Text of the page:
Towards Inhibition of α-Synuclein Aggregation

A small number of the thousands of different proteins in the body are capable of misfolding in ways that encourage other molecules of the same protein to misfold in the same way. These misfolded proteins spread, multiply, and form solid aggregates. The surrounding halo of altered biochemistry that attends these aggregates is harmful to cells, leading to dysfunction, inflammation, and even cell death. Many neurodegenerative conditions involve protein aggregation, of amyloid-β, α-synuclein, and tau, among others. Aggregation of misfolded transthyretin, meanwhile, contributes to cardiovascular disease and other conditions.

The dominant therapeutic approach for most of the protein aggregates in the brain is clearance via immunotherapy. For transthyretin, the research and development community has focused on use of small molecules that inhibit the misfolding and aggregation process, allowing cellular quality control mechanisms to catch up with the task of degrading aggregates. This inhibition approach could be applied to other protein aggregates as well, as illustrated by today's research materials focused on α-synuclein.

"Anti-tangle" molecule could aid search for new dementia treatments

Alpha-synuclein, a protein found in brain cells, is commonly associated with neurodegenerative diseases such as Parkinson's, a debilitating neurological disorder affecting millions worldwide. In healthy individuals, alpha-synuclein interacts with cell membranes where it plays a role in how brain cells (neurons) communicate with each other, but as a person ages, the 3D shape of the protein can malform, or "misfold", causing it to start sticking together to form toxic clumps in the brain. Over time these clumps continue to stack, forming fibres that can interfere with the protein's normal role, eventually killing brain cells, contributing to the development of Parkinson's and related dementia diseases.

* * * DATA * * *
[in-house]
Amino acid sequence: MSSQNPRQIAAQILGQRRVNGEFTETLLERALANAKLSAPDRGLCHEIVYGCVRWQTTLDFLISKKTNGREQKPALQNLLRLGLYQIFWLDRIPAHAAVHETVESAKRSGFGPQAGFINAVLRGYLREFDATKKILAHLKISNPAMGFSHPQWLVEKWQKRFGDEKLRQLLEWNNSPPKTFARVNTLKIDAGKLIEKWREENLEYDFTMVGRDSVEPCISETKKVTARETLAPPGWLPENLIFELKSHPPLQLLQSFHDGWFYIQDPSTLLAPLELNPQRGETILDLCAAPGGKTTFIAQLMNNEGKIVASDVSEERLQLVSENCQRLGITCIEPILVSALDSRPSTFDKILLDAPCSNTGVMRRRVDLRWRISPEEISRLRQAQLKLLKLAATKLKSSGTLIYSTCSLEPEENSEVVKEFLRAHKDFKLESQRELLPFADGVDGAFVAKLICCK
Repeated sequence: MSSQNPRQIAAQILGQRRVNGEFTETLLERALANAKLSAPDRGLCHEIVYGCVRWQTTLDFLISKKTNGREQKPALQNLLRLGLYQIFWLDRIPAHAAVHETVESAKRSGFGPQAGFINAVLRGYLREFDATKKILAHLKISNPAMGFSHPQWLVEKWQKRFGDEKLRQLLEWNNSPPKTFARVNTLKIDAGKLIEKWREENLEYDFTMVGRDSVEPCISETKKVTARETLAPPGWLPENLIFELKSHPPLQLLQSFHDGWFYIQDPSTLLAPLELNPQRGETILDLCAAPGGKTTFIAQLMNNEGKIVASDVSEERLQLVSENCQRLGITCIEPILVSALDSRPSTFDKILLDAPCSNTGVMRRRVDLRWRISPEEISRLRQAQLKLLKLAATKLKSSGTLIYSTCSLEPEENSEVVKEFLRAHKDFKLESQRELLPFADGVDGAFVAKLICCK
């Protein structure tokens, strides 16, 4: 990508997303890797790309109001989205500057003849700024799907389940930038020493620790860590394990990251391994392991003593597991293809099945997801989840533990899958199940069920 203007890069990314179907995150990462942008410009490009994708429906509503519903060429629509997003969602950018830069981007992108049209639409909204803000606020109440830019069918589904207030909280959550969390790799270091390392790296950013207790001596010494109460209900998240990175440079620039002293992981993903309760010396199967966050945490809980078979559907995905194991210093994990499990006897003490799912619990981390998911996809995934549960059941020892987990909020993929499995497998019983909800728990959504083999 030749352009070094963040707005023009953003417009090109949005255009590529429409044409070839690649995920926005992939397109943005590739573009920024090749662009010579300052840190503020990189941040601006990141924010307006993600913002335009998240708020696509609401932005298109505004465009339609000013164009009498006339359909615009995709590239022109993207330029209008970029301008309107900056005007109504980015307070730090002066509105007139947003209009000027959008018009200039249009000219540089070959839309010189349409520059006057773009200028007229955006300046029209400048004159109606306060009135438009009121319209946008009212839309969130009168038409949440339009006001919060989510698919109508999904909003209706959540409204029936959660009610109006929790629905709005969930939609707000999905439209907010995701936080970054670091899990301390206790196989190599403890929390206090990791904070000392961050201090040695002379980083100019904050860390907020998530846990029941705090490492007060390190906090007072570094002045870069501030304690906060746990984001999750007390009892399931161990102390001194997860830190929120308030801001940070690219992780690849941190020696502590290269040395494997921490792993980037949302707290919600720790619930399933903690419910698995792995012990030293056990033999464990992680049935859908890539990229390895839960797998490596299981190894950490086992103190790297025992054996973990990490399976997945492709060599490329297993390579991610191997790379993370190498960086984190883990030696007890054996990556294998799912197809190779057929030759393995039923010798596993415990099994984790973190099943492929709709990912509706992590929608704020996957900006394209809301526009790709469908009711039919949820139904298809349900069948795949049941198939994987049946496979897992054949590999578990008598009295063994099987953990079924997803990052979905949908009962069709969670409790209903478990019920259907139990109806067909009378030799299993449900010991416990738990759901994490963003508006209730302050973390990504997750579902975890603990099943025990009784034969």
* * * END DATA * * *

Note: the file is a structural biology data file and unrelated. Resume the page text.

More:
A team of scientists took a protein fragment, or peptide, from one end of the alpha-synuclein protein strand and mixed it with samples of the full-length alpha-synuclein protein. They found that the fragment prevented misfolding in vitro, by stabilising its normal structure to prevent it from tangling, forming clumps and disrupting the cell membrane. This research opens up new avenues for therapeutic development, potentially in the future leading to drugs that can target and disrupt alpha-synuclein misfolding, ultimately preventing or slowing down the progression of diseases like Parkinson's.

An N-terminal alpha-synuclein fragment binds lipid vesicles to modulate lipid-induced aggregation

Misfolding and aggregation of alpha-synuclein (αS) into toxic conformations is involved in numerous neurodegenerative diseases. In Parkinson's disease (PD), this occurs within dopaminergic neurons, causing cell death and disease symptoms. During αS aggregation, many protein-protein interactions (PPIs) form over broad and flat protein surfaces, limiting potential for small-molecule intervention. Peptides, however, harbor great therapeutic promise since they can selectively engage with and modulate the large surface areas involved yet are small enough to function as druggable agents if suitably structured.

Here, we explore the first 25 residues of αS (αS1-25) as a template for peptide-based αS aggregation antagonists. We report that αS1-25 inhibits lipid-induced αS aggregation in a dose-dependent manner. αS1-25 functions by binding to lipids to prevent αS binding, with both αS and peptide requiring lipid for inhibition to occur. These findings present a potential mechanistic route for the treatment or prevention of PD.

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